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The Brothers Karamazov Paperback – June 14, 2002


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Product Details

  • Paperback: 824 pages
  • Publisher: Farrar, Straus and Giroux; 12th edition (June 14, 2002)
  • Language: English
  • ISBN-10: 0374528373
  • ISBN-13: 978-0374528379
  • Product Dimensions: 6.2 x 1.5 x 8.2 inches
  • Shipping Weight: 1.4 pounds (View shipping rates and policies)
  • Average Customer Review: 4.7 out of 5 stars  See all reviews (197 customer reviews)
  • Amazon Best Sellers Rank: #3,218 in Books (See Top 100 in Books)

Editorial Reviews

Review

"[Dostoevsky is] at once the most literary and compulsively readable of novelists we continue to regard as great . . . The Brothers Karamazov stands as the culmination of his art--his last, longest, richest and most capacious book. [This] scrupulous rendition can only be welcomed. It returns to us a work we thought we knew, subtly altered and so made new again."--Donald Fanger, Washington Post Book World

"It may well be that Dostoevsky's [world], with all its resourceful energies of life and language, is only now--and through the medium of this translation--beginning to come home to the English-speaking reader." --John Bayley, The New York Review of Books

"Heartily recommended to any reader who wishes to come as close to Dostoevsky's Russian as it is possible."--Joseph Frank, Princeton University

"Far and away the best translation of Dostoevsky into English that I have seen . . . faithful . . . extremely readable . . . gripping."--Sidney Monas, University of Texas

Language Notes

Text: English (translation)
Original Language: Russian

Customer Reviews

Like most mortals, I rarely read 800 page books more than once.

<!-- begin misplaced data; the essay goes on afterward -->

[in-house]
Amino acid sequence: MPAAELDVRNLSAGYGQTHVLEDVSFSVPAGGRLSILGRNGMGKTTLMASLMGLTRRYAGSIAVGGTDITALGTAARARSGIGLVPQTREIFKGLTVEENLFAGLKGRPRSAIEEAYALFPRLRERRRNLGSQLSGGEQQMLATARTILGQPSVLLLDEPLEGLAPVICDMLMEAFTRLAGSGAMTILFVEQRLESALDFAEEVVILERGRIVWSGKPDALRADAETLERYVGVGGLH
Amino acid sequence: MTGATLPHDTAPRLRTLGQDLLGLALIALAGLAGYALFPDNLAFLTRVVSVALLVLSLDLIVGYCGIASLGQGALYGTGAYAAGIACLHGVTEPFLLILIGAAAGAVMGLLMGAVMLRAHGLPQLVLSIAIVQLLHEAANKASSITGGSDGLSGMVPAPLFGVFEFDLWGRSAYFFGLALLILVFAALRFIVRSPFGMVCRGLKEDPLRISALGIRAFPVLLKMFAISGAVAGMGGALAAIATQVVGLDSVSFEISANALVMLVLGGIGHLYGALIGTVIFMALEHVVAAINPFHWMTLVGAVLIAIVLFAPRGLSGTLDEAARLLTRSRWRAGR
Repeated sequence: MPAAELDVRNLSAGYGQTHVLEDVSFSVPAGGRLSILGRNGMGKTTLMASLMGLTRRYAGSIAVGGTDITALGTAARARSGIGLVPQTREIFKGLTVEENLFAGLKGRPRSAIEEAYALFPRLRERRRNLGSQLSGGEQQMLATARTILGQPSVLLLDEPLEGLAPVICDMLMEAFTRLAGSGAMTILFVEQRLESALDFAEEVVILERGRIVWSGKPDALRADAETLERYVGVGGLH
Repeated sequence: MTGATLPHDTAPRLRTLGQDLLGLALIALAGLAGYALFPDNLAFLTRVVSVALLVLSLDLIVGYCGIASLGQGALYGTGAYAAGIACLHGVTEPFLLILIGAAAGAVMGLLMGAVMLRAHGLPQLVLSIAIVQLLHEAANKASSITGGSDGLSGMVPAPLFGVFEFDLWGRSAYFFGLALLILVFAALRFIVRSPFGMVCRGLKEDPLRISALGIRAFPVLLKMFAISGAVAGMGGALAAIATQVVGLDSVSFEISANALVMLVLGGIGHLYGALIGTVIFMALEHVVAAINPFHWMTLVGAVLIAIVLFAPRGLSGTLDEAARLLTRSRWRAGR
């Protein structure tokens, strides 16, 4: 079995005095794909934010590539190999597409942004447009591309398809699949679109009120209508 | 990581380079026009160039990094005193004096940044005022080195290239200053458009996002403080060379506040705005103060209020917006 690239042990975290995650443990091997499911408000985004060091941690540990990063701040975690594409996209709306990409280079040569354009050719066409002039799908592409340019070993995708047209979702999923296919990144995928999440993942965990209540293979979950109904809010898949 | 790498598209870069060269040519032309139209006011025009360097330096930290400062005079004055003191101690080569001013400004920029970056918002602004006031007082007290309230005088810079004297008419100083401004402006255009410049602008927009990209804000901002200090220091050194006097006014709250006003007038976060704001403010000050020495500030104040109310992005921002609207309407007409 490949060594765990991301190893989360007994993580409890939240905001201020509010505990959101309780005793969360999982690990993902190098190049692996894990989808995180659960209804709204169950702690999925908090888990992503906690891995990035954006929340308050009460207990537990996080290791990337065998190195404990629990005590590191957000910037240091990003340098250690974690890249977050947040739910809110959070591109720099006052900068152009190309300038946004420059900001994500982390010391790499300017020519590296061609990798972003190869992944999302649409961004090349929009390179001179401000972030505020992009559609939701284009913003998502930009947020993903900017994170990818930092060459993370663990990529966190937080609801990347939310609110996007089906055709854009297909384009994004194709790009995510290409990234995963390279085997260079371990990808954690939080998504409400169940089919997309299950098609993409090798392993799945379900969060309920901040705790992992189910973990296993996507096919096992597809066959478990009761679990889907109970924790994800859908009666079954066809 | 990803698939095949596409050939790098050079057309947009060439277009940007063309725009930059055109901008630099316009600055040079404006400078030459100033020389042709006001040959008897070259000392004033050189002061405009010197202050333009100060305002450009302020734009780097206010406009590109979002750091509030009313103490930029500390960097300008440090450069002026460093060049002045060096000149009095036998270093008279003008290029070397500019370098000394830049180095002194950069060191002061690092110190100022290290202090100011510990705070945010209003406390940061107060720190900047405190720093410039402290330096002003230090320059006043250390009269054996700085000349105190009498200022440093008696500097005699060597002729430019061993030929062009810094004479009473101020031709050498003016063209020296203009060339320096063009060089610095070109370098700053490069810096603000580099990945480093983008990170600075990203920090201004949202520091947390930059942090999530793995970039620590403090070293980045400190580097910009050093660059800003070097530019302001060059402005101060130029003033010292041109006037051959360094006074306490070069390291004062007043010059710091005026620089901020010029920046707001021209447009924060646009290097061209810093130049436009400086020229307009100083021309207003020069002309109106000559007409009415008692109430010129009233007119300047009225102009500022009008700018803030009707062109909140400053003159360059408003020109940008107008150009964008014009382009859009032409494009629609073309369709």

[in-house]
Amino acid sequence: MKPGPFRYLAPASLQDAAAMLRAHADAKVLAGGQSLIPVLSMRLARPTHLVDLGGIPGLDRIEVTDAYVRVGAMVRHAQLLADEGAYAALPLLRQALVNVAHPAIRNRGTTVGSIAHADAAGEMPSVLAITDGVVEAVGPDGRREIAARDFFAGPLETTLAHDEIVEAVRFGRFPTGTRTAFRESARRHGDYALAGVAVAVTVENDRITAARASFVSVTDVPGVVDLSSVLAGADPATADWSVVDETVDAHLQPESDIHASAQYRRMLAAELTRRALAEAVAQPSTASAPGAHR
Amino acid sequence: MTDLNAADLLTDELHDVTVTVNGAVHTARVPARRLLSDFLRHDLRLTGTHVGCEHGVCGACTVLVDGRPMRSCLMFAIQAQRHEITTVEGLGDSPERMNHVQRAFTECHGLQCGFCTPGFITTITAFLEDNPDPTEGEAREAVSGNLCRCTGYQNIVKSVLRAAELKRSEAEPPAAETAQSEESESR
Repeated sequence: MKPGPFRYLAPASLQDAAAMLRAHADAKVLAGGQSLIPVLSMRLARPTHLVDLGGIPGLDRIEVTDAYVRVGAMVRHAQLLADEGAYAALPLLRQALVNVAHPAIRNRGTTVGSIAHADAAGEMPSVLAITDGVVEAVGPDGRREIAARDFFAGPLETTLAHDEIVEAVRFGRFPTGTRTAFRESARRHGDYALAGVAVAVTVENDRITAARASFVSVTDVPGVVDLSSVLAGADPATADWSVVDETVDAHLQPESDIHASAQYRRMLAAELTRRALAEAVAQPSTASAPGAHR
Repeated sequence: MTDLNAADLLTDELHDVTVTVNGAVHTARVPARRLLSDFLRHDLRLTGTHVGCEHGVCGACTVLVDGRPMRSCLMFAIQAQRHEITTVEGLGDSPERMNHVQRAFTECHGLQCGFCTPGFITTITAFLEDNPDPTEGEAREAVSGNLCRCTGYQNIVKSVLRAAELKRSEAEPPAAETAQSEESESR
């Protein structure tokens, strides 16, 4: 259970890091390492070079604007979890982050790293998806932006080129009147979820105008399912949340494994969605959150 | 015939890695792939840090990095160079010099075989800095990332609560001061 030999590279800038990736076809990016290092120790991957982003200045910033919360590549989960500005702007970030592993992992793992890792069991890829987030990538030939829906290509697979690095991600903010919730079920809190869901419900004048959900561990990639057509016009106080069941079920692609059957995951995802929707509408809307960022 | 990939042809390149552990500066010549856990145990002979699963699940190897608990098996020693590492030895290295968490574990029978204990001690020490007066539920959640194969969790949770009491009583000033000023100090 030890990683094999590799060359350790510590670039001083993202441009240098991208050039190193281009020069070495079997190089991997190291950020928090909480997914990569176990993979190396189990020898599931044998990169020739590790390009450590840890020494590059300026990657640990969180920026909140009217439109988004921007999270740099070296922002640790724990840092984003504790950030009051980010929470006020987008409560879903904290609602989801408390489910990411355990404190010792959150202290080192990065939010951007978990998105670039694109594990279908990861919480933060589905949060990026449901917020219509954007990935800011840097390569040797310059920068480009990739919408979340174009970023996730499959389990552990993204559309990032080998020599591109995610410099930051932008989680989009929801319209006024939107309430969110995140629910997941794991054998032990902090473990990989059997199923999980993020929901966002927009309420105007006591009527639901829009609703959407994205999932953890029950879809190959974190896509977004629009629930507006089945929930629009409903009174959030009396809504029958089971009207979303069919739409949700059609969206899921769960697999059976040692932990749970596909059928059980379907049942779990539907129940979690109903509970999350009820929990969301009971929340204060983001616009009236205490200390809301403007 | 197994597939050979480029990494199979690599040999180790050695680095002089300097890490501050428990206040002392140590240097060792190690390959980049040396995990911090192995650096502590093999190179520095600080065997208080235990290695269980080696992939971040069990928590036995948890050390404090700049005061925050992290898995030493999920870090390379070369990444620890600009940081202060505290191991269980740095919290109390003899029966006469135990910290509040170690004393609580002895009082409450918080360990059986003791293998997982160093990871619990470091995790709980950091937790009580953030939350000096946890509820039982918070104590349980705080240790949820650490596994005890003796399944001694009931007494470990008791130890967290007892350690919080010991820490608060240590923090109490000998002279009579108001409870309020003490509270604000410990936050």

Daniel C. Wilcock
There is a fictitious plot, of course, and the characters in the story are some of the most interesting in all of literature, so it is rightly praised as a novel.
Eric Robert Juggernaut
Dostoevsky's The Brother's Karamazov was his last and greatest novel.
David James Trapp

Most Helpful Customer Reviews

412 of 429 people found the following review helpful By Daniel C. Wilcock on July 9, 2004
Format: Paperback
I cannot compare this translation to the others. Like most mortals, I rarely read 800 page books more than once. However, I can attest that The Brothers Karamazov, as translated here, combines the moving human drama we expect from Dostoevsky with liberal dose of wry humor. The text seems modern and fresh, the circumstances and petty humor surrounding the characters so central to the human predicament that the story is timeless.
And what a story: It is (among many things) a satire of human corruption, a meditation on faith and religious institutions in an age of skepticism, a murder mystery involving love triangles, a courtroom thriller and in the end a testament to the goodness and bravery humans are capable of.
The story follows the lives of old man Karamazov, a filthy penny-pinching lech and his three sons. Each son represents a different side to the Russian character: Dimitri the spoiled lout (or the prodigal son), Ivan the tortured intellect, and Alyosha the spiritual searcher.
Alyosha, Dostoevsy says, is our hero. And he does represent a certain Christian ideal. He, in the end, stands for brotherhood and meekness in the face of temptation. These qualities, no doubt, are what Dostoevsky suggests will preserve and redeem the Russian nation. All around Alyosha is the carnage caused by people who are not awake to this truth -- and they wallow in suffering.
This book, the last Dostoevsky wrote, also presents an intricate political/religious landscape. We see Russia on the brink of socialist forment, and the church is not spared in the skepitism of characters like Ivan, who, in the 'Grand Inquisitor' chapter, presents the most spine tingling critique of organized religion I've ever read.